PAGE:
Wednesday, November 10, 2010

Wild West Wednesdays! Lonesome Dove Chapters 51-60


We completed this week one of the most gruesome, brutal sequences I've read in literature. 

Here are my thoughts: 

The shocking nature of Lorena's beatings, the camp's conditions, Blue Duck's and his men's behavior, totally rattled me.  I was so completely immersed, that when I finished reading and walked outside, I was surprised that I was not in the outcroppings of Indian Territory (they kept referring to the fact that they were North of the Red River, so I am assuming that is where they were).  It took me awhile to shake the feeling -- even to the point I didn't want my kids to play outside for fear that evil was lurking. 

I wrote the questions for this week's discussion -- here are Amy's, Leah's and my thoughts below:

1. Lorena’s situation is hell. How does she endure the suffering? (Or anyone who is put in a position of utter brutality). What are your overall feelings and thoughts about her, Blue Duck, Dog Face, Monkey John and the whole camp scene? Where does such evil come from?

Amy: I also wondered how Lorena survives such suffering. Her situation is the equivalent, I think, of a modern sex slave without the drugs to help her get through. I felt tremendous sympathy for her. This section also really helped me feel what it was like out there..the unpredictable nature of it, what there was to fear. I felt HORRIBLE for Dog Face as well, what an awful terrible way to die simply for trying to bring a little ease into Lorena's situation. I couldn't stop thinking about this all day after I read it.

Leah: This section was incredibly powerful and disturbing to read. I just kept thinking what kind of people can do this to other human beings? I can only guess that it's people who feel at a complete loss of control maybe? Blue Duck and the Kiowas have essentially lost their people, their way of life, culture and their livelihood. They've essentially lost all sense of humanity because it's been taken away from them. Dog Face and Monkey John are white men living with them, I am still unsure why, and while Dog Face seems to be the only one with some sense of humanity I think Monkey John is one of those weak mean who wants to show that he is just as powerful as the other men he is around by being the most brutal with Lorena. As for Lorena, if she wasn't a lost soul before, my God how would you ever recover from something like that? Gus was saying that most women never really did. I can imagine that yes, it would make you completely untrusting, totally paranoid and well, not really want to go on anymore. And yet she has survived so it will be interesting to see what's to come for her.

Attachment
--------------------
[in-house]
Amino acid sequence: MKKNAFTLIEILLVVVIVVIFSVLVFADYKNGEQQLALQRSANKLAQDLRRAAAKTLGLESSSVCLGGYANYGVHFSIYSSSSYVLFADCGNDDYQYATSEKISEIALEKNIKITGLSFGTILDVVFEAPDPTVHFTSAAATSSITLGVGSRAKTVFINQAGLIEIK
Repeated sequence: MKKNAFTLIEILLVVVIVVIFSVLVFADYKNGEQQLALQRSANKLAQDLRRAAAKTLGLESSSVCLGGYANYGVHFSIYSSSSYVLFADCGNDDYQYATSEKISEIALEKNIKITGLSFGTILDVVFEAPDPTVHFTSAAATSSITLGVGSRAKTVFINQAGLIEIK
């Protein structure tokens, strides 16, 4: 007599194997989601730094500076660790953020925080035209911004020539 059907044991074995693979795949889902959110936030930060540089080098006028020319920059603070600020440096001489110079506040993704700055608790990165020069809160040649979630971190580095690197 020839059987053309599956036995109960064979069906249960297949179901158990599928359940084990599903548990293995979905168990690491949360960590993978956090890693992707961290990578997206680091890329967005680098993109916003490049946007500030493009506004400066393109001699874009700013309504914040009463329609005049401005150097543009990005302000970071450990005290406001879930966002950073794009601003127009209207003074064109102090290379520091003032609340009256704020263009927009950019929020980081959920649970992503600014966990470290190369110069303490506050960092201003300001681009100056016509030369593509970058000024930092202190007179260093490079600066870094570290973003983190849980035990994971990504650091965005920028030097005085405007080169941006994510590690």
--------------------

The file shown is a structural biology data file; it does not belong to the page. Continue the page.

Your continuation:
Melissa: I don’t think I’ve ever read a single passage in literature as cruel or inhumane as this. I was stunned. I’m glad Lorena chose to become mute – her only form of defiance and the only thing she could control. I guess that was her survivability tool. You usually read in survivor stories that the victim has HOPE and that’s what helps them survive…but at that point, I couldn’t even tell if she had any HOPE that Gus would find her? During this scene, I started to think of them as real people – because my first thought, and I know this sounds crazy, was, “what would their mothers think?!” or, “Where did they learn such vile behavior?!” I wanted to do some kind of psychoanalysis on them…but I’m sure Blue Duck saw his family destroyed by white men in similar fashion. Evil breeds evil. It still gives me shivers.

2. The two story lines finally collide when Call meets up with July and his gang – did you have any premonition it would end the way it did? Do you think July is reluctant to set out on his own to find Elmira?